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Citizenship and Naturalization
If you would like to become a U.S. citizen, you must go through the naturalization process — green cards through engagement and marriage
If you are a U.S. citizen who is engaged to or has married a foreign national, your spouse may be able to get a green card. The filing process can be time-consuming and confusing, but getting legal help can make it much easier.
Family Petitions
Family petitions can be used to bring spouses, children, sons and daughters, parents, siblings or fiancés to the United States. Different family relationships entitle the individual to different immigration benefits.
LGBT Immigration
Gay Marriage and green cards- Due to recent changes in the law in the United States, same sex couples may now apply for the same immigration benefits available to heterosexual couples.
LGBT Asylum- If you have faced persecution for your sexual orientation, you may be able to apply for asylum in the U.S.
Green card through Cuban Adjustment Act (CAA)
If you are from Cuba and have lived in the U.S. for at least a year, have been admitted or paroled, and are admissible as an immigrant, you may be able to get a green card through the CAA.
Form I-751 Removal of Conditions on Residency
If you are a conditional resident of the United States because of a marriage, you can use Form I-751 to remove the conditions of your residency.
U Visas — Victims of Crime
If you or your loved one has been a victim of a serious crime and are willing to work with law enforcement to help hold the people who harmed you legally responsible, you may be able to obtain a U visa to stay in the U.S. These visas were created to make it easier for law enforcement to protect victims and prosecute serious crimes, including human trafficking, sexual assault, and domestic violence.
VAWA — Victims of Domestic Violence
The Violence Against Women Act provides certain protections for victims of domestic violence.
T Visas — Victims of Human Trafficking
The T visa provides victims of human trafficking with the opportunity to remain in the United States.
Special Immigrant Juvenile Status (SIJs)
Children who are in the United States and unable to be reunited with their parents may be able to get a green card as an SIJ. Children who get a green card as an SIJ can stay in the U.S. and work but are not able to petition to bring their parents or siblings to the United States.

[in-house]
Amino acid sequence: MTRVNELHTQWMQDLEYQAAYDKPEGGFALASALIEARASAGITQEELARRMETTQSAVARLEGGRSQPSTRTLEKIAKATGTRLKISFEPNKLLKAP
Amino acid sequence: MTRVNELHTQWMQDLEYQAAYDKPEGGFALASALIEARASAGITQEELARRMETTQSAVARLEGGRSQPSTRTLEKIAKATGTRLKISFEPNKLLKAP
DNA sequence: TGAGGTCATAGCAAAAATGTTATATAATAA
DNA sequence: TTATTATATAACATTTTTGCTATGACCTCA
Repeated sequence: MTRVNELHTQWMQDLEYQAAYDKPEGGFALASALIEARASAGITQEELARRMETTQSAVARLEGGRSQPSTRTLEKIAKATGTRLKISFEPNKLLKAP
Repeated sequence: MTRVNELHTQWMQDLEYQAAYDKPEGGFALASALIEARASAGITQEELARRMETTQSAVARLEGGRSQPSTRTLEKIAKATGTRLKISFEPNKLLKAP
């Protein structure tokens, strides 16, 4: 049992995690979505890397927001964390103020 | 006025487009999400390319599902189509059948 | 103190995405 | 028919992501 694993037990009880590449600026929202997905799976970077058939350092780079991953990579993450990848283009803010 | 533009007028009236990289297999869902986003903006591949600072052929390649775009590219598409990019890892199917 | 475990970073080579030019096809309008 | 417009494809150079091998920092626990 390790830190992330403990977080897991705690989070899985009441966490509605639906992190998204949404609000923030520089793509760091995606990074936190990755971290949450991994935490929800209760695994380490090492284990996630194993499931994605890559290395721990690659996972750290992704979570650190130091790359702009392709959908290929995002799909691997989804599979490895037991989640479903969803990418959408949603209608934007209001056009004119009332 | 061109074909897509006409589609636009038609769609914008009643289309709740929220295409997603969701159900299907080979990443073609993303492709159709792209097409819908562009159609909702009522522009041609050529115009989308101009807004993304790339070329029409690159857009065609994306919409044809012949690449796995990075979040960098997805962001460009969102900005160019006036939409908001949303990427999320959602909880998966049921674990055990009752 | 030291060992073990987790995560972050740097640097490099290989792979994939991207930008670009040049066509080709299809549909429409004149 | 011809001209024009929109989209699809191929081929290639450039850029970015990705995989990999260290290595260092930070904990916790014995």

If you have suffered persecution in your home country for race, religion, nationality, membership in a social group or political opinions you may qualify for asylum in the U.S..
Temporary Protected Status (TPS)
If you are in the United States and the Secretary of Homeland Security decides it is no longer safe for you to return home, you may apply for TPS allowing you to stay in the U.S. and work until the decision prohibiting you from returning home is lifted.
DACA (Deferred Action for Childhood Arrivals)
If you have obtained DACA, we can help apply to renew your DACA status.
NACARA allows certain individuals to remain in the U.S. based on several different criteria, including the fact that you must be from a select number of countries, have lived in the U.S. for at least seven years at the time of your application and your removal would pose an extreme hardship for your family.
Deferred Action (Deferred Enforcement Departure)
Deferred action is a discretionary relief provided to people who are otherwise deportable, or have a final order of deportation, but for humanitarian reasons need to stay a bit longer to manage their affairs. It is temporary in nature, adjudicated on a case-by-case basis, and can be granted by the local USCIS district director. It is commonly known as Deferred Enforced Departure, or deferral of removal.

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